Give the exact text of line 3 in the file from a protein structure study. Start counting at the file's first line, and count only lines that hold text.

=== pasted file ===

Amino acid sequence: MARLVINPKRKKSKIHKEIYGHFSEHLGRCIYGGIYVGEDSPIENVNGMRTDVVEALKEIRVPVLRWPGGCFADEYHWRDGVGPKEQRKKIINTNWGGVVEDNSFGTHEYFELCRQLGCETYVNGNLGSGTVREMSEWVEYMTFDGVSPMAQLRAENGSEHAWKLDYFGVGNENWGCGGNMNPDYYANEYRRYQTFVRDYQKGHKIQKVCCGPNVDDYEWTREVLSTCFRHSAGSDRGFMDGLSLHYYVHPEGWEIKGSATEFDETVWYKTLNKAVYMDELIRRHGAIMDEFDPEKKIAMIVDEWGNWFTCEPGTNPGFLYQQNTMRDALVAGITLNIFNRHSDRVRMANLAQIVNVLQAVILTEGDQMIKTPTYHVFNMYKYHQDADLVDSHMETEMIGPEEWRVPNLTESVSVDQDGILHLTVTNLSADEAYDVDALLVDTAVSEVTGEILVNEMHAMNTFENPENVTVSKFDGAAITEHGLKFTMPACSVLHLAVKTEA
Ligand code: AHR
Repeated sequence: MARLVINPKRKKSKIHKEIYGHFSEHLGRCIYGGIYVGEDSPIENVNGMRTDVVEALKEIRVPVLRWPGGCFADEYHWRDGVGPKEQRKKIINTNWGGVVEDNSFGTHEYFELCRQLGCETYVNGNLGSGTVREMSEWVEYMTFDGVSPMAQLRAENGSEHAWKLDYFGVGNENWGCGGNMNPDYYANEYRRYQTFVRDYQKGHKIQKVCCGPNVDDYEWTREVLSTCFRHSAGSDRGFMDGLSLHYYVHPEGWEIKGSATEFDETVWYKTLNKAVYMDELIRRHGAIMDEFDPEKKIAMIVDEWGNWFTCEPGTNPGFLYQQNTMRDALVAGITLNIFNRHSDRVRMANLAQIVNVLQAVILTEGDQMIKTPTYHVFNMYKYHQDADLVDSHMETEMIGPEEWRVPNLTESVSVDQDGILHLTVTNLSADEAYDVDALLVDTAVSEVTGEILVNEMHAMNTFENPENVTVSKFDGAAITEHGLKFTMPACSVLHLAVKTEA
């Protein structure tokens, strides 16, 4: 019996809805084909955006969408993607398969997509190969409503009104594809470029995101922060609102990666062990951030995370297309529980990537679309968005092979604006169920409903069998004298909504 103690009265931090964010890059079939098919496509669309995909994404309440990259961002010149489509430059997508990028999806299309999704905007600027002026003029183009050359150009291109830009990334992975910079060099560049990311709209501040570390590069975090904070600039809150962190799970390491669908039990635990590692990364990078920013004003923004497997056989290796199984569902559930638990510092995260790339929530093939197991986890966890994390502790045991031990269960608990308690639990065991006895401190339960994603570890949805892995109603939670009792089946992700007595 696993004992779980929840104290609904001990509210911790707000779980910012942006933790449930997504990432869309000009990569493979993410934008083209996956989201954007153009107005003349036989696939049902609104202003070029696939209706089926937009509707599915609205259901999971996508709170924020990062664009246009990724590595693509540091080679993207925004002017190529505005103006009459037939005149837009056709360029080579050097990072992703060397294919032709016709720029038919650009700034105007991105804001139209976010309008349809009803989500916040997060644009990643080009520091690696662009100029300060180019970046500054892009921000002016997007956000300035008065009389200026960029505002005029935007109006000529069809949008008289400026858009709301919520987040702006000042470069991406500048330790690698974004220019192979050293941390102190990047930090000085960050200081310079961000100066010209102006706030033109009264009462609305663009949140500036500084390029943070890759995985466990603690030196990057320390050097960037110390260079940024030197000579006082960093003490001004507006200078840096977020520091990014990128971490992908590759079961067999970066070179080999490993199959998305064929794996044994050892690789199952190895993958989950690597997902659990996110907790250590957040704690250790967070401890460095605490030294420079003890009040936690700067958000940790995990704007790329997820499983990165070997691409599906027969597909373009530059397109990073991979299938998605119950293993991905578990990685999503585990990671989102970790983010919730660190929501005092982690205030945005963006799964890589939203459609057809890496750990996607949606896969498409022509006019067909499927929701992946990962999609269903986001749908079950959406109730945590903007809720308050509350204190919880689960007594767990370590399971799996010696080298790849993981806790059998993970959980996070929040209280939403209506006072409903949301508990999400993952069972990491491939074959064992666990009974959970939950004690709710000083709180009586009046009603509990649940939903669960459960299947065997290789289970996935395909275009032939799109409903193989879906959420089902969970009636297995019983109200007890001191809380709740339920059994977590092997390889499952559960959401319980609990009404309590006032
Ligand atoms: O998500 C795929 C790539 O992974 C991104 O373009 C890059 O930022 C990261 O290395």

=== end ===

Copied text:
Repeated sequence: MARLVINPKRKKSKIHKEIYGHFSEHLGRCIYGGIYVGEDSPIENVNGMRTDVVEALKEIRVPVLRWPGGCFADEYHWRDGVGPKEQRKKIINTNWGGVVEDNSFGTHEYFELCRQLGCETYVNGNLGSGTVREMSEWVEYMTFDGVSPMAQLRAENGSEHAWKLDYFGVGNENWGCGGNMNPDYYANEYRRYQTFVRDYQKGHKIQKVCCGPNVDDYEWTREVLSTCFRHSAGSDRGFMDGLSLHYYVHPEGWEIKGSATEFDETVWYKTLNKAVYMDELIRRHGAIMDEFDPEKKIAMIVDEWGNWFTCEPGTNPGFLYQQNTMRDALVAGITLNIFNRHSDRVRMANLAQIVNVLQAVILTEGDQMIKTPTYHVFNMYKYHQDADLVDSHMETEMIGPEEWRVPNLTESVSVDQDGILHLTVTNLSADEAYDVDALLVDTAVSEVTGEILVNEMHAMNTFENPENVTVSKFDGAAITEHGLKFTMPACSVLHLAVKTEA